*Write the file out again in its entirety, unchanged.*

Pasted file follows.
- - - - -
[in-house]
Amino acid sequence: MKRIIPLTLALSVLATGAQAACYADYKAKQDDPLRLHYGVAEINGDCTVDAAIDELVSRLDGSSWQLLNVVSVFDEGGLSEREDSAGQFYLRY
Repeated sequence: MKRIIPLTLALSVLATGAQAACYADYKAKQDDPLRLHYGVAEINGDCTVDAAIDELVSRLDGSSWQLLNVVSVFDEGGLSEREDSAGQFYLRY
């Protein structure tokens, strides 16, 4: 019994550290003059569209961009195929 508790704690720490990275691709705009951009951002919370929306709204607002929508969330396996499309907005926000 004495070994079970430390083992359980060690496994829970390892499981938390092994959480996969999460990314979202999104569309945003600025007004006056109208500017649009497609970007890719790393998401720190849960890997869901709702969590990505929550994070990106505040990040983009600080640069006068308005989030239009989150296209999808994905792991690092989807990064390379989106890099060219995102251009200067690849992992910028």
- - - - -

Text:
[in-house]
Amino acid sequence: MKRIIPLTLALSVLATGAQAACYADYKAKQDDPLRLHYGVAEINGDCTVDAAIDELVSRLDGSSWQLLNVVSVFDEGGLSEREDSAGQFYLRY
Repeated sequence: MKRIIPLTLALSVLATGAQAACYADYKAKQDDPLRLHYGVAEINGDCTVDAAIDELVSRLDGSSWQLLNVVSVFDEGGLSEREDSAGQFYLRY
């Protein structure tokens, strides 16, 4: 019994550290003059569209961009195929 508790704690720490990275691709705009951009951002919370929306709204607002929508969330396996499309907005926000 004495070994079970430390083992359980060690496994829970390892499981938390092994959480996969999460990314979202999104569309945003600025007004006056109208500017649009497609970007890719790393998401720190849960890997869901709702969590990505929550994070990106505040990040983009600080640069006068308005989030239009989150296209999808994905792991690092989807990064390379989106890099060219995102251009200067690849992992910028």